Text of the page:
If you are an entrepreneur who is in the planning stages of a promising start-up, you need to know some things about intellectual property (IP)— what it is, how it can be applied to your start-up, and how it can protect you and your business.
What is IP?
According to World Intellectual Property Organization (WIPO), IP refers to the creations of mind, such as inventions, literary and artistic works, designs and symbols, and names and images used in commerce.
These creations are protected by law, specifically the Republic Act No. 8293, which is also known as the Intellectual Property Code of the Philippines.
If you have an original idea for your start-up and you like to protect this from IP theft, you can apply for the following kinds of IP:
This IP covers all forms of literary, scholarly, scientific, and artistic creations, including literary and derivative works. This type is the easiest IP to protect because it is obtained at the time of creation.
Once your work is copyrighted, it covers the author’s lifetime and extends up to fifty years after his death.
A patent is an exclusive right granted for an invention, whether a product or process, that provides a new way of doing something or provides a new solution to a problem.
A patent is a grant issued by the government through Intellection Property Office of the Philippines. To obtain a patent, technical information about the invention must be disclosed to the public through a patent application. It has a term of protection of twenty years, which provides an inventor significant commercial gain.
Patents are territorial rights. In general, exclusive rights are applicable only to the country in which a patent has been filed and granted.
Trademarks are words, symbols, or designs that identify a person or entity as the source of a product or service. This type usually covers company names, logos, or taglines/slogans.
You can have your company name, logo, or slogan protected by applying for a trademark registration. At the international level, you can file a trademark application at the trademark office of each country where you seek protection, or you can use WIPO’s Madrid System. You can check the database of trademark information from the Intellectual Property of the Philippines here.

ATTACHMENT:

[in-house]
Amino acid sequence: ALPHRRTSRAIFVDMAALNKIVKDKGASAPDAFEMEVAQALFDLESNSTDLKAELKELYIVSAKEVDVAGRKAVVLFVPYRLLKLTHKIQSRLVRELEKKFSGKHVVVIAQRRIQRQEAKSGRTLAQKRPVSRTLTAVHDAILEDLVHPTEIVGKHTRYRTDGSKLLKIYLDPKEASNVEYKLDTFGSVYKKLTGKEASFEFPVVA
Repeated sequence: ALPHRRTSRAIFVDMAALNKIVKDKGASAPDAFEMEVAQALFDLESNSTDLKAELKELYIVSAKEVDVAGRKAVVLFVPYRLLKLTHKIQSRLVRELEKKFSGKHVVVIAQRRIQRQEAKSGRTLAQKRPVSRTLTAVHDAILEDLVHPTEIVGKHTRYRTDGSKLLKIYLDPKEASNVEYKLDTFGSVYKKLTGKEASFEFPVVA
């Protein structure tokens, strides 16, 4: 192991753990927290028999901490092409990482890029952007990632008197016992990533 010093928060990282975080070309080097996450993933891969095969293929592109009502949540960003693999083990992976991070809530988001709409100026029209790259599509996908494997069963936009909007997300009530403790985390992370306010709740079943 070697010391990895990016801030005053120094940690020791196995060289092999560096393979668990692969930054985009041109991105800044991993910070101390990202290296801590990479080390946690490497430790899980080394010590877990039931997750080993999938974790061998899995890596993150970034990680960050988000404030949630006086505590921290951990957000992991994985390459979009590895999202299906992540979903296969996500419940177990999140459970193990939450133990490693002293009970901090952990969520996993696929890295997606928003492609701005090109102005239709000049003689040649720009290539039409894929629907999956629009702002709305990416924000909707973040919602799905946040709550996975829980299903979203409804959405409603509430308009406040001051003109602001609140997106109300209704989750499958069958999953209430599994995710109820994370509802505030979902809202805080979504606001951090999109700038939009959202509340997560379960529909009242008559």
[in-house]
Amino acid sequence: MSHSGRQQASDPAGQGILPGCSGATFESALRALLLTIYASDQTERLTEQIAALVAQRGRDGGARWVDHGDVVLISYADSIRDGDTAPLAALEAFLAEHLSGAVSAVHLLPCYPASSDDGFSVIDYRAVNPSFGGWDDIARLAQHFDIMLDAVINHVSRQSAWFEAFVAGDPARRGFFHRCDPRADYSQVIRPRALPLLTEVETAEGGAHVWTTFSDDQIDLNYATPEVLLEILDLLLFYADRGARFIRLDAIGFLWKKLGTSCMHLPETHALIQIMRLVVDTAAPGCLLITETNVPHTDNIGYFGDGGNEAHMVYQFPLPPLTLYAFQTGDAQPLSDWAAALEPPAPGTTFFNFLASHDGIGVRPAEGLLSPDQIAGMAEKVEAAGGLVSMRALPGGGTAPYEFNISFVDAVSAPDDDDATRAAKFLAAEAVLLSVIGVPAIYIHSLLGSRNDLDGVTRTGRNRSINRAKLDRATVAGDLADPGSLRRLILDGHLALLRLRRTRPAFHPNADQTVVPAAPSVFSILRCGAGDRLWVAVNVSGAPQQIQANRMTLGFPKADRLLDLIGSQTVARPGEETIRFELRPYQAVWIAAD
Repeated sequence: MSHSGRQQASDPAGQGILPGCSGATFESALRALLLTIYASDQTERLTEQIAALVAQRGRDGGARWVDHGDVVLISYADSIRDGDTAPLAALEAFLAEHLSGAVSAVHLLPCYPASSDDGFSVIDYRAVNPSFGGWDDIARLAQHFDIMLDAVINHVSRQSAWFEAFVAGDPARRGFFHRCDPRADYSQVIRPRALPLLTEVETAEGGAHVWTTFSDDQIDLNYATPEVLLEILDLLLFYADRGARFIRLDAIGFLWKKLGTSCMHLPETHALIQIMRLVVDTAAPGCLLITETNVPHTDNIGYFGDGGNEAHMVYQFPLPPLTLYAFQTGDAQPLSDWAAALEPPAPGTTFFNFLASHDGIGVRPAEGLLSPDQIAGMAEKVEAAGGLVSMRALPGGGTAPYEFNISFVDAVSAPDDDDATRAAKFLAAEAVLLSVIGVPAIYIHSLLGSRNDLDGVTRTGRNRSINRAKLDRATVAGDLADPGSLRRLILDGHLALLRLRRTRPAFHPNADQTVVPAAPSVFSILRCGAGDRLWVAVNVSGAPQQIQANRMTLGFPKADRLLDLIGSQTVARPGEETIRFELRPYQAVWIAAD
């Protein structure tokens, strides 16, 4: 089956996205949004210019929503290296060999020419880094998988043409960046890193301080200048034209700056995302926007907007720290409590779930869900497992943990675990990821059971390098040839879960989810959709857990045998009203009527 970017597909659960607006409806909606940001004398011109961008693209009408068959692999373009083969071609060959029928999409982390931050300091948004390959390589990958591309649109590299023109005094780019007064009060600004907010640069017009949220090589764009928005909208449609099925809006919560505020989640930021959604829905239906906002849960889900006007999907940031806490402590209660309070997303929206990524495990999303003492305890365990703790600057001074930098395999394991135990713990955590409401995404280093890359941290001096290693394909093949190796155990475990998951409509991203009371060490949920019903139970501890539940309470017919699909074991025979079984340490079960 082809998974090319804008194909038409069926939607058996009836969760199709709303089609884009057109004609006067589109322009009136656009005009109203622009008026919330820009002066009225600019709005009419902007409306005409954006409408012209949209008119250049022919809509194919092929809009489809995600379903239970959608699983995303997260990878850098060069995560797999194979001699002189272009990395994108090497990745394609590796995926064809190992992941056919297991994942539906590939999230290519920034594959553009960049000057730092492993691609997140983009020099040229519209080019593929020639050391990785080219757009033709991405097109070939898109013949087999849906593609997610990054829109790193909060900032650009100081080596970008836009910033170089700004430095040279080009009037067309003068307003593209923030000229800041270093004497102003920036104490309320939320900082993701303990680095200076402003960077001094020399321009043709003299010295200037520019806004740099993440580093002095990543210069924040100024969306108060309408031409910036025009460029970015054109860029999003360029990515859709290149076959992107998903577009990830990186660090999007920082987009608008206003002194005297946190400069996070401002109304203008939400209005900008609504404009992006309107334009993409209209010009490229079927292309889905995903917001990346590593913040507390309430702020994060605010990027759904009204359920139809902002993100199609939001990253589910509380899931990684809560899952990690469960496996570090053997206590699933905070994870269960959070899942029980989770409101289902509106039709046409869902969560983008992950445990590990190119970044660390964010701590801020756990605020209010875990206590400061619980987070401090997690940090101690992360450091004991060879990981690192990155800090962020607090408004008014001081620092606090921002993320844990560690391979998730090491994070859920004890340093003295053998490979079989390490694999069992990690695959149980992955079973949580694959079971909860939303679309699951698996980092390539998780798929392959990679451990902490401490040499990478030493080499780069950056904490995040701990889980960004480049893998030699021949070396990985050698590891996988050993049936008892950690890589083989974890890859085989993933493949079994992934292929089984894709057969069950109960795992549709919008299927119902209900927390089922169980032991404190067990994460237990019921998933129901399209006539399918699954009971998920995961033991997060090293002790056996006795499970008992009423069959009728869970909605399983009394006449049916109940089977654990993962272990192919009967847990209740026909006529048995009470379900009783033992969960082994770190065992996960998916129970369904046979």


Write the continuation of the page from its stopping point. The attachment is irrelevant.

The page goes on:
Trademark registrations vary; however, they are usually valid approximately for ten years and are renewable upon payment of additional fees.
Who owns the IP when it is created?
An IP right depends on the employer–employee agreement. If the inventor is an employee who created an invention in his/her employer’s business place through the latter’s tools and equipment, the employer has the right to require the employee to hand over the patent rights to the employer.
However, when the inventor is an independent contractor, the business owner should specify this in the contract with the independent contractor. This situation is especially true when it comes to freelance work in designing logos or advertising slogans. Without a written agreement, a freelance designer/contractor would own the rights to anything he/she has made for the client (copyright).
When it comes to trademarks, the person or entity owns the trademark rights while selling a product or service; they can only be protected when used commercially.
How do you apply for IP rights?
Check out the website of Intellectual Property Office of the Philippines. You can also file for IP rights online.
Getting IP rights for your product, service, or brand will protect it from infringement or illegal reproduction and will allow you to have a strong legal claim in cases of theft.